The flat top peak of the mountain reaches 1,086 m above sea level, but being so close to the sea and to the city its features look more imposing.

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Taste the wines of the Constantia Valley, one of the oldest wine producing regions in South Africa.

Constantia’s history dates back to 1685 when Governor Simon van der Stel named his property Constantia after the daughter of his benefactor Commissioner Van Rheede who granted him a farm here. Governor Van der Stel planted orchards and vineyards on the farm thus making Constantia the oldest wine producing region in the Southern Hemisphere with an uninterrupted history of wine making.

Situated 15 kilometres from Cape Town’s city centre, and with the world-renowned Kirstenbosch Botanical Gardens on its doorstep, the Constantia of today shares its heritage and landscapes of unsurpassed beauty with the locals who have made it their home. The Constantia Valley receives a steady flow of visitors throughout the year who come to enjoy the country lifestyle conveniently located close to all major attractions.

The Constantia Valley has an appeal that offers something of interest to everyone, from award winning restaurants offering international flavours, luxurious boutique hotel accommodation with spas as well as quaint B&Bs. There are beautiful greenbelts to walk on, shops to explore, a brilliant zip lining adventure, mountain biking, horse riding, unique shops and a growing number of businesses who have chosen to escape the hustle and bustle of the city.

The Constantia Valley wine estates offer an array of experiences such as year round wine tastings and then picnics, live music and festivals in the warmer months.

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Kirstenbosch National Botanical Garden lives up to its reputation as the most beautiful garden in Africa and one of the great botanic gardens of the world. Few gardens can match the sheer grandeur of the setting of Kirstenbosch, against the eastern slopes of Cape Town’s Table Mountain.

Kirstenbosch was established in 1913 to promote, conserve and display the extraordinarily rich and diverse flora of southern Africa, and was the first botanic garden in the world to be devoted to a country's indigenous flora.

Kirstenbosch displays a wide variety of the unique plant life of the Cape Flora, also known as fynbos, including sugarbushes (Protea spp.), pincushions (Leucospermum spp.) and heaths (Erica spp.). Plants from all the diverse regions and biomes of southern Africa are also grown at Kirstenbosch, including a near-complete collection of cycads (Encephalartos spp.). The Botanical Society Conservatory is a custom-built glasshouse to grow and display plants from the arid regions that cannot survive outdoors. There are over 7 000 species in cultivation at Kirstenbosch, including many rare and threatened species. See more on the virtual tour.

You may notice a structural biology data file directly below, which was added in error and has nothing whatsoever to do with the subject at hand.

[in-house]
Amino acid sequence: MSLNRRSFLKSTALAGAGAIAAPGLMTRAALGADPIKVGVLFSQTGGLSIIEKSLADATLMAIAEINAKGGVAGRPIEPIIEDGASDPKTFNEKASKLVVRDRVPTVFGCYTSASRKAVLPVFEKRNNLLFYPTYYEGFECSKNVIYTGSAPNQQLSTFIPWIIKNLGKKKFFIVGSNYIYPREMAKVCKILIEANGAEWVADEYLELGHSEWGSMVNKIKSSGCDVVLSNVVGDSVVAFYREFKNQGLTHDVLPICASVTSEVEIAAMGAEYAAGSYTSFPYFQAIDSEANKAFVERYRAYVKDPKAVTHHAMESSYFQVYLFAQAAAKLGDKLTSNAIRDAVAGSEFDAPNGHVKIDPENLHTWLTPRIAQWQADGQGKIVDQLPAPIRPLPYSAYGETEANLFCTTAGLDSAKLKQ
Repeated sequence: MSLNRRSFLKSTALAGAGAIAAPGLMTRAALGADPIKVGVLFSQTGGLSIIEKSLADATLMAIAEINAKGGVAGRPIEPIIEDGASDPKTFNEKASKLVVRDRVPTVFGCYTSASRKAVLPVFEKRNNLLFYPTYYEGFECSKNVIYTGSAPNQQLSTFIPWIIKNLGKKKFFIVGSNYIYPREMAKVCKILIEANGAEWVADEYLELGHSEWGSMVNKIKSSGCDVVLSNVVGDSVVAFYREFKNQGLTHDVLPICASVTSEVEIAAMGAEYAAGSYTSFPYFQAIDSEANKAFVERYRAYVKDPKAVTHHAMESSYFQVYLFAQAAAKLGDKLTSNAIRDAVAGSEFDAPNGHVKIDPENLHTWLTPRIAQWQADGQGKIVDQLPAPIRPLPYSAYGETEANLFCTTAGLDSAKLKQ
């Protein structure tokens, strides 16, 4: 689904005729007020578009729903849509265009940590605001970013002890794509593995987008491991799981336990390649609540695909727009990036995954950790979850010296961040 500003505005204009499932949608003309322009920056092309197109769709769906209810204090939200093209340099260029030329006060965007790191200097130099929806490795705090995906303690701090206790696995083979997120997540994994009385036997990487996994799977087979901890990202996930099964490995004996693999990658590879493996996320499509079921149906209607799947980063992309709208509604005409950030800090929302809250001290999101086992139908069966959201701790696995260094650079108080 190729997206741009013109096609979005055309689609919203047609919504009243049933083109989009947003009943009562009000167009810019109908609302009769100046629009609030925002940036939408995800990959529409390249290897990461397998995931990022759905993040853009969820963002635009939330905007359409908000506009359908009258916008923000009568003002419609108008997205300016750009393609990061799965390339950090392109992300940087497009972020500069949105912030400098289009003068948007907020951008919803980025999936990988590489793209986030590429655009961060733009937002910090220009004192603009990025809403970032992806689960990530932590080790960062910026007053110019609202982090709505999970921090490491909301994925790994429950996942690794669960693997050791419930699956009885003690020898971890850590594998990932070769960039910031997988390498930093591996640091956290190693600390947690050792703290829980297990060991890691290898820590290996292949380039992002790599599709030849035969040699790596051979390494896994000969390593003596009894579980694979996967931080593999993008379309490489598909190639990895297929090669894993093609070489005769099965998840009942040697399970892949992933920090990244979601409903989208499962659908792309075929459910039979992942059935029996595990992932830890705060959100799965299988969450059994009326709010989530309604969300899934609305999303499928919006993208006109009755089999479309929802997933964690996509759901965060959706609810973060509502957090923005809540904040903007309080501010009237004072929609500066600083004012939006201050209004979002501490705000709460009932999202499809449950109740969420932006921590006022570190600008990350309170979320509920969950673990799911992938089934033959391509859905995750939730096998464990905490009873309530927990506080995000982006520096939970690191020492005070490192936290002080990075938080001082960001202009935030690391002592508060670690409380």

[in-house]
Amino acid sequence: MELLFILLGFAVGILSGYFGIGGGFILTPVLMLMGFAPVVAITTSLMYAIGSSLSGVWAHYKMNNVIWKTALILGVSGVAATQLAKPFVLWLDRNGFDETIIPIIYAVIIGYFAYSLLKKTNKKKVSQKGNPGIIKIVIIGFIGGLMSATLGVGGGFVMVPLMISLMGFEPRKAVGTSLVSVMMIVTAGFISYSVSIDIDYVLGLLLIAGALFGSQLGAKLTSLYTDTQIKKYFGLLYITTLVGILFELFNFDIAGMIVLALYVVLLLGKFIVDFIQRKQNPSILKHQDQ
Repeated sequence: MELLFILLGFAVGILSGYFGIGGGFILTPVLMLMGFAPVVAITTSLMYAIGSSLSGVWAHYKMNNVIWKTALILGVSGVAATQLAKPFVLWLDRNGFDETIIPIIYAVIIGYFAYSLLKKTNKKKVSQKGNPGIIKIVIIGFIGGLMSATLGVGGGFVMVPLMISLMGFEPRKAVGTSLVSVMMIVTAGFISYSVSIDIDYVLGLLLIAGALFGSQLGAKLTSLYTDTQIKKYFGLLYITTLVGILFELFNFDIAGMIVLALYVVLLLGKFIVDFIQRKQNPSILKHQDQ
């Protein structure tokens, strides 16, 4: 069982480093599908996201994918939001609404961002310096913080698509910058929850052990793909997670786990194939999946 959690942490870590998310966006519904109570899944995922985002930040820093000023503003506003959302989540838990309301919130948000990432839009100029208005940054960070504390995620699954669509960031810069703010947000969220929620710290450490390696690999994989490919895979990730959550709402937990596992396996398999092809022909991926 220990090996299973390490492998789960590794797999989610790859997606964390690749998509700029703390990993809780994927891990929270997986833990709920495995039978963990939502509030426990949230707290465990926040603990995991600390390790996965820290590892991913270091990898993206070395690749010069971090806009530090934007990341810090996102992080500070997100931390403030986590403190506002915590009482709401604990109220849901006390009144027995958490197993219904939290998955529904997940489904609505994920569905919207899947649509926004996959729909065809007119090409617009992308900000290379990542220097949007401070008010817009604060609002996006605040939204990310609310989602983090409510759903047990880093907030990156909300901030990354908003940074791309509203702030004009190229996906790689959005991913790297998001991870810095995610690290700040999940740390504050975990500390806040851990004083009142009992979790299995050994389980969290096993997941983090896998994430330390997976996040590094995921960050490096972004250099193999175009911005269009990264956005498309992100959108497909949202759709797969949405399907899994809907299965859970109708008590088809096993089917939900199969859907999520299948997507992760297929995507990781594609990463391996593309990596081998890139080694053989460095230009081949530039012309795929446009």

More than just a garden, Kirstenbosch is part of a nature reserve. The 36 hectare garden is part of a 528 hectare estate that contains protected mountainside supporting natural forest and fynbos along with a variety of animals and birds. The Kirstenbosch Estate borders the Table Mountain National Park, and the Garden merges seamlessly with the natural fynbos and forest of the mountain.

Kirstenbosch lies in the heart of the Cape Floristic Region, also known as the Cape Floral Kingdom. In 2004 the Cape Floristic Region, including Kirstenbosch, was declared a UNESCO World Heritage Site – another first for Kirstenbosch. It is the first botanic garden in the world to be included within a natural World Heritage Site.

Kirstenbosch is the largest of a country-wide network of nine National Botanical Gardens administered by the South African National Biodiversity Institute (SANBI).

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Built between 1666 and 1679 by the Dutch East India Company (VOC) as a maritime replenishment station, the Castle of Good Hope is the oldest surviving colonial building in South Africa.

From 1678 it was the centre of civilian, administrative and military life at the Cape, until the settlement grew and some functions and activities moved away from the Castle. Today the Castle is the seat of the military in the Cape, and houses the Castle Military Museum and Iziko Museums of Cape Town (William Fehr Collection).

The Castle of Good Hope is a service orientated public entity, striving to optimize its tourism potential and accessibility to the public and to preserve and protect its cultural and military heritage.

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Situated at the foot of Table Mountain, within a stone's throw from the Cape Town Stadium and in the heart of Cape Town's working harbour, the V&A Waterfront offers the visitor an abundance of unforgettable experiences.

Indoor shopping and entertainment venues seamlessly merge with ocean vistas and mountain views and the fresh sea breeze and warm African sun add zest to a cosmopolitan, vibrant atmosphere. More than 80 restaurants bring a fusion of international food, from rustic al fresco fish and chips to starched table-cloth cuisine.